He knew such an invention has a range of applications well beyond billing, and founded Shareable Ink (headquartered in Newton, Mass., with a branch in San Mateo, Calif.). Medgadget caught up with Huang at TedMed and posted a shaky but informative demonstration:

There is, of course, competition. German company Ontaris is already using this kind of technology for DiabCareOnline, allowing people who need to track their glucose levels regularly but don't always have access to the online forms--or perhaps don't know how to use a computer at all--to simply fill out a form by hand whose numbers autopopulate for the physician's review.

Huang lists emergency care and anesthesiology as fields with obvious early, but clearly not exclusive, adopters. "Anesthesiology is our low-hanging fruit.... Once people see this technology they really start to brainstorm various ways to use it," he tells me by phone today.

I see this pen migrating all over, and well beyond, the medical field, especially because it is the pen, but not the paper, that is special.

Thursday, November 26, 2009

Tag Images with Your Mind

Slashdot Stories (10): "'Researchers at Microsoft have invented a system for tagging images by reading brain scans from an electroencephalograph (EEG). Tagging images is an important task because many images on the web are unlabeled and have no semantic information. This new method allows an appropriate tag to be generated by an AI algorithm interpreting the EEG scan of a person's brain while they view an image. The person need only view the image for as little as 500 ms. Other current methods for generating tags include flat out paying people to do it manually, putting the task on Amazon Mechanical Turk, or using Google Image Labeler.'"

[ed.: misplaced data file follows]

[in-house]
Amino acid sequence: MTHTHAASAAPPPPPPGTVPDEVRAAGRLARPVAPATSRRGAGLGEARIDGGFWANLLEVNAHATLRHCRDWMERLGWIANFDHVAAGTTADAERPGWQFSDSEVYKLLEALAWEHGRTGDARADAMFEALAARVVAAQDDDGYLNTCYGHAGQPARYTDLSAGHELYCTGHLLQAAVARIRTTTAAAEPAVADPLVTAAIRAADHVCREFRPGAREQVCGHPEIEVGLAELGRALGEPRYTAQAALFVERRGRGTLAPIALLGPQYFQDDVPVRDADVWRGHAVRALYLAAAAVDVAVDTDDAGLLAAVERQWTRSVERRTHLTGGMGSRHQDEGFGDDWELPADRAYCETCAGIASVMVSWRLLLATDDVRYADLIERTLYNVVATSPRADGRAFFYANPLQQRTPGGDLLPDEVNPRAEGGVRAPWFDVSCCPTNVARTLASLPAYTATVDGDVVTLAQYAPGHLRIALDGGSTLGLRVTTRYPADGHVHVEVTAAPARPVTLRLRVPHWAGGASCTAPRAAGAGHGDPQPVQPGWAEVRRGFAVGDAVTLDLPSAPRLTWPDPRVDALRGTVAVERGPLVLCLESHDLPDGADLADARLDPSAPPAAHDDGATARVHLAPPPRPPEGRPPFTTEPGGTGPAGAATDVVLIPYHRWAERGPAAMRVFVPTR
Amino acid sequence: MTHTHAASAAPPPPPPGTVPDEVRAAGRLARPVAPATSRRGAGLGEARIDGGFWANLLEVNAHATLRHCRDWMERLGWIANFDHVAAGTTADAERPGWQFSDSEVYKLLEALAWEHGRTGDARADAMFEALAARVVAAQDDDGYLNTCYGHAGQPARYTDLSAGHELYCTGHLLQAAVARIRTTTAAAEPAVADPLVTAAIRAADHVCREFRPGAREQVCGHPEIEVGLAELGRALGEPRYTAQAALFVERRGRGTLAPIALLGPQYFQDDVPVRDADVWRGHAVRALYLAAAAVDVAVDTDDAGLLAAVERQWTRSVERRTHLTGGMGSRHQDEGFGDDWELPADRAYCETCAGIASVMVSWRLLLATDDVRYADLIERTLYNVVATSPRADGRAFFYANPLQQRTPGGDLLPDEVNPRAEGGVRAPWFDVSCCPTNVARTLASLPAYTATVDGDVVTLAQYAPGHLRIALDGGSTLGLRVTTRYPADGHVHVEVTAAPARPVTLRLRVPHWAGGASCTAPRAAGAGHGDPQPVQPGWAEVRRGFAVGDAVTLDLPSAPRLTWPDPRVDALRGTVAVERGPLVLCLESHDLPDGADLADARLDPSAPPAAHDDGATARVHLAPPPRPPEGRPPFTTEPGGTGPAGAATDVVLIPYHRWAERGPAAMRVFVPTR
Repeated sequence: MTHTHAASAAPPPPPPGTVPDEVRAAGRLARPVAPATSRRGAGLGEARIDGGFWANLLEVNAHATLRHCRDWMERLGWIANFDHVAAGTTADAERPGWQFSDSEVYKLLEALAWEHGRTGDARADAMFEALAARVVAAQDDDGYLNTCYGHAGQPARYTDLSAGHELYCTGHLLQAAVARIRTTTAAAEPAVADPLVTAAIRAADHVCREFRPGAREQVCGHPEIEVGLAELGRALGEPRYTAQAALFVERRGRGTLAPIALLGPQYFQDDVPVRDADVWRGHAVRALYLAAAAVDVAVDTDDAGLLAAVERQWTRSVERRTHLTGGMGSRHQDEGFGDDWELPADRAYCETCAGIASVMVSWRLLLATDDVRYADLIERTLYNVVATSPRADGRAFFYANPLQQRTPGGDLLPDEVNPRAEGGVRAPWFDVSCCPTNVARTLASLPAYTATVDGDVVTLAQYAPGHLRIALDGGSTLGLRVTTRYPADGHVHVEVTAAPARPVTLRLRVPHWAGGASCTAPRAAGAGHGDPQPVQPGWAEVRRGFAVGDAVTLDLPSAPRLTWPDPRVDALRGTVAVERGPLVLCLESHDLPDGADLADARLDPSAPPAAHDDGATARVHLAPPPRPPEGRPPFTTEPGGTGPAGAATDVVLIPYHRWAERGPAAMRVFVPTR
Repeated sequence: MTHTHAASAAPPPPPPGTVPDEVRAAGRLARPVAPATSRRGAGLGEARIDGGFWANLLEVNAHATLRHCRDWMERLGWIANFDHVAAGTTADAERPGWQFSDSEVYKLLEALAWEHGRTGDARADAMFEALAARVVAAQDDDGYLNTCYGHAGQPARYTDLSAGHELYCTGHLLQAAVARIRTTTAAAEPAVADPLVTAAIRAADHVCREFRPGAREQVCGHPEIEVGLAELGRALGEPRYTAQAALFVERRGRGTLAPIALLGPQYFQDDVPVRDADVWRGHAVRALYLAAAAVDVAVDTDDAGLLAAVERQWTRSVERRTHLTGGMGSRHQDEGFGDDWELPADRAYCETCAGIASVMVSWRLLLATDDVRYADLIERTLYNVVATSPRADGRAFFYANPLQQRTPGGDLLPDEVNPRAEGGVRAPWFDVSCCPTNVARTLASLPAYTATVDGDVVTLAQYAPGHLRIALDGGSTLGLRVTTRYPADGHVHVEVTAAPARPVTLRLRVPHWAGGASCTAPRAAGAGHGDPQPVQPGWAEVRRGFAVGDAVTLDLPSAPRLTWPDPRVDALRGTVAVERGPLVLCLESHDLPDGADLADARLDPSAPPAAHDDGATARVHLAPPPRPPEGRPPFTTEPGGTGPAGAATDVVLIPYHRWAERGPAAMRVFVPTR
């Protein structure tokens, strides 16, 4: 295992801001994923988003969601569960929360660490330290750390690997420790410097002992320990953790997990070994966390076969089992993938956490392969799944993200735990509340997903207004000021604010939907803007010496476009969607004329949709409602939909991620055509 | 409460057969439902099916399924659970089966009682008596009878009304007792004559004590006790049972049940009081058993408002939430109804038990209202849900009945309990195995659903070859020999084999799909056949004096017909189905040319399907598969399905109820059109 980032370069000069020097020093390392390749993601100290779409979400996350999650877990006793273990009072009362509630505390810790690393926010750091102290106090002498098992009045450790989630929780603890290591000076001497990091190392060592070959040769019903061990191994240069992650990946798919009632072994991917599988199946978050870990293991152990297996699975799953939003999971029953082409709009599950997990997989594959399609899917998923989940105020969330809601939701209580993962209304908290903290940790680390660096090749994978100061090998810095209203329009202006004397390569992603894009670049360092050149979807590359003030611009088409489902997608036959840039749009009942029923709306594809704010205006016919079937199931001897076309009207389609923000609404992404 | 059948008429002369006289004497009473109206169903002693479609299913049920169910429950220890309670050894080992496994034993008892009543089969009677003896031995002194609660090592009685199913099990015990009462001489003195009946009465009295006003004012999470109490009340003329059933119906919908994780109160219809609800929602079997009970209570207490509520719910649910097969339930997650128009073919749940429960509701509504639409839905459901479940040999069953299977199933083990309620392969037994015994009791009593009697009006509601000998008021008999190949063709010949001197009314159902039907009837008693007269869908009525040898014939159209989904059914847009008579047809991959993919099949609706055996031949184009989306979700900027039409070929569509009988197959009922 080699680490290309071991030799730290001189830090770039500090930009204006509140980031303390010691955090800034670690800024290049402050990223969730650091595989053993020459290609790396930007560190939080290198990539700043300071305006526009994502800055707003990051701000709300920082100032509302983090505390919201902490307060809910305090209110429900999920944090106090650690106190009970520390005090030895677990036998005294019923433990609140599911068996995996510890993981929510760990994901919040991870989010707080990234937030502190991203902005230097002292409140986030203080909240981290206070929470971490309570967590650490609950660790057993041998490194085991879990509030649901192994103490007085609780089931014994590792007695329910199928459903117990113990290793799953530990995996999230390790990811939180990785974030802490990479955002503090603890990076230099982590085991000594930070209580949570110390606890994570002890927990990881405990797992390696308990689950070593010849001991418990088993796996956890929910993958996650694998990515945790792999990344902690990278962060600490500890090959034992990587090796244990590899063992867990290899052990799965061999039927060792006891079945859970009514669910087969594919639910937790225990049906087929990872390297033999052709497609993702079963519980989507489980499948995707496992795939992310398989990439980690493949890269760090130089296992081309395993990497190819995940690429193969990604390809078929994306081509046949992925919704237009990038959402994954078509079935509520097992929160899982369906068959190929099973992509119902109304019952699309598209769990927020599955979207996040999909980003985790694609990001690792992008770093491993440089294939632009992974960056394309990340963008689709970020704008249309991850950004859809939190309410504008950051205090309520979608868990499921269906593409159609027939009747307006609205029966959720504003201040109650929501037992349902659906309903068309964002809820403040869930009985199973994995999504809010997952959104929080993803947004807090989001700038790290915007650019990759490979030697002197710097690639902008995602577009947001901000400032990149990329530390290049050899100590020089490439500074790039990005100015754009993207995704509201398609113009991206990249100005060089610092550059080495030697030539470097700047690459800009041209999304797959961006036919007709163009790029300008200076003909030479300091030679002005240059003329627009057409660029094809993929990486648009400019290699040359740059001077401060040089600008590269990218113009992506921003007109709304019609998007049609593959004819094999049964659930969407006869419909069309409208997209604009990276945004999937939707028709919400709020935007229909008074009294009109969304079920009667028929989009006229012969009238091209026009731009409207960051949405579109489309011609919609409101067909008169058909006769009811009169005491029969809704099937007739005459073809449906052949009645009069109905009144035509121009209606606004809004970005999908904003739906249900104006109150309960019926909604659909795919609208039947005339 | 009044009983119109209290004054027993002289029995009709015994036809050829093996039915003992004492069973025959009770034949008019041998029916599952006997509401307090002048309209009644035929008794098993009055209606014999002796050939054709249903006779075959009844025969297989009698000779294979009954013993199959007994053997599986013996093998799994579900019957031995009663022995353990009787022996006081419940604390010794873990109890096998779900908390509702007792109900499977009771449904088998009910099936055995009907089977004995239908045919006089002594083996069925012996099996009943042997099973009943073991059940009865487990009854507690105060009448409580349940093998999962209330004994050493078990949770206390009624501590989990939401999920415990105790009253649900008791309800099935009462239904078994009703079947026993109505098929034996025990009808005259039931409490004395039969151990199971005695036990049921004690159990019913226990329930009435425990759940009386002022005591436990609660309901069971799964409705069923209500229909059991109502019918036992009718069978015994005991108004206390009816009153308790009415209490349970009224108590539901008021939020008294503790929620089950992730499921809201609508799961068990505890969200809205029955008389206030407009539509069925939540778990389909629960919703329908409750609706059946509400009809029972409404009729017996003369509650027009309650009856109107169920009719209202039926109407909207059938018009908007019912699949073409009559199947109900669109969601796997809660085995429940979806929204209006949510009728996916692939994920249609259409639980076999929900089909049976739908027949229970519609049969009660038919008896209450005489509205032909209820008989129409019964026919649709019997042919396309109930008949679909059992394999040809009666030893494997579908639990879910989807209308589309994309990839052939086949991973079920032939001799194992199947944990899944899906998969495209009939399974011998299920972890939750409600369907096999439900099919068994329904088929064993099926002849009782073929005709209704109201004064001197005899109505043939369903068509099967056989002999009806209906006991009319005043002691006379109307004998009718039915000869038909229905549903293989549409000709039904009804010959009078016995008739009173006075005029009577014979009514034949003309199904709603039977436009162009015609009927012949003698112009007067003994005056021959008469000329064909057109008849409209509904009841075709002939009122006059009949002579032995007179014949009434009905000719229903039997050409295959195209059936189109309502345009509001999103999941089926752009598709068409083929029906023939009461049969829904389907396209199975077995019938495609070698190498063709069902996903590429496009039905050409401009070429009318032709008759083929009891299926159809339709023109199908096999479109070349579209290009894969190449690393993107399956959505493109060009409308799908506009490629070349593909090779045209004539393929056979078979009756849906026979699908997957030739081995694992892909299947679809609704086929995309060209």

Wednesday, November 25, 2009

Exploring the power of Social Networking sites

Today I spent considerable time trying to ensure that my blog is cross posted on twitter and facebook. I learnt about feedburner, twitterfeed,, but at the end was convienced that it is a fairly simple process and any one who can write a blog and leverage it further by posting on various other fora.

Man marries Video Game character

Today I came across a most interesting news story on CNET - Technically Incorrect page - the marrage of a Japanese man to a video game character. The story had an accompanying You Tube Video of the wedding. Off course, it is possible that the wedding was a hoax for publicity (remember the ballon boy story), but if true, then it is very disturbing.

Tuesday, November 24, 2009

Just saw a wonderful video about Pranav Mistry's Sixth Sense device . At TEDIndia, Pranav Mistry demonstrated several tools that help the physical world interact with the world of data -- including a deep look at his SixthSense device and a new, paradigm-shifting paper "laptop." In an onstage Q &A, Mistry says he'll open-source the software behind SixthSense, to open its possibilities to all.

It is a really wonderful demonstration and a must see for anyone interested in technology. Thanks Suchit for the link.

Monday, November 23, 2009

Do small businesses invest in technology?

Hi ! Was just wondering if small businesses really invest in cutting edge technology? Does the size of the company matter or is it the awareness level of the owners which is the deciding factor? What about 'Peer Pressure' - the need to adopt technology because others in the same business are doing it?

In other words, what would make a small business (and remember, they make up the bulk of the Indian market) spend money on the latest technology? I am seeking an answer to this question. Your inputs are welcome.